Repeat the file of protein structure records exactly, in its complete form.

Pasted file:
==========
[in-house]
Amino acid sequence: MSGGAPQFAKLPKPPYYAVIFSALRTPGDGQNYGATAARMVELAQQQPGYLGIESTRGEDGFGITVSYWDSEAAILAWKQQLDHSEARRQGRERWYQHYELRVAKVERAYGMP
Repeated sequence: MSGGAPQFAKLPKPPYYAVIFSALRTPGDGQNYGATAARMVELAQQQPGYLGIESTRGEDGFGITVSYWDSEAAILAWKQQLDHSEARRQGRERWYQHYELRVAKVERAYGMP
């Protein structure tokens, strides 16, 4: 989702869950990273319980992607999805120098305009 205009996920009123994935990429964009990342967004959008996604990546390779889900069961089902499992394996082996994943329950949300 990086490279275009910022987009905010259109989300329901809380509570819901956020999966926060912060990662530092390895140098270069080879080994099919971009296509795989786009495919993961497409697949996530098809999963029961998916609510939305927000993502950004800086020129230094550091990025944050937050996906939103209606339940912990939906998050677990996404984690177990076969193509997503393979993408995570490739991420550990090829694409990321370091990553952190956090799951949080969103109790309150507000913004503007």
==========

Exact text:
[in-house]
Amino acid sequence: MSGGAPQFAKLPKPPYYAVIFSALRTPGDGQNYGATAARMVELAQQQPGYLGIESTRGEDGFGITVSYWDSEAAILAWKQQLDHSEARRQGRERWYQHYELRVAKVERAYGMP
Repeated sequence: MSGGAPQFAKLPKPPYYAVIFSALRTPGDGQNYGATAARMVELAQQQPGYLGIESTRGEDGFGITVSYWDSEAAILAWKQQLDHSEARRQGRERWYQHYELRVAKVERAYGMP
């Protein structure tokens, strides 16, 4: 989702869950990273319980992607999805120098305009 205009996920009123994935990429964009990342967004959008996604990546390779889900069961089902499992394996082996994943329950949300 990086490279275009910022987009905010259109989300329901809380509570819901956020999966926060912060990662530092390895140098270069080879080994099919971009296509795989786009495919993961497409697949996530098809999963029961998916609510939305927000993502950004800086020129230094550091990025944050937050996906939103209606339940912990939906998050677990996404984690177990076969193509997503393979993408995570490739991420550990090829694409990321370091990553952190956090799951949080969103109790309150507000913004503007």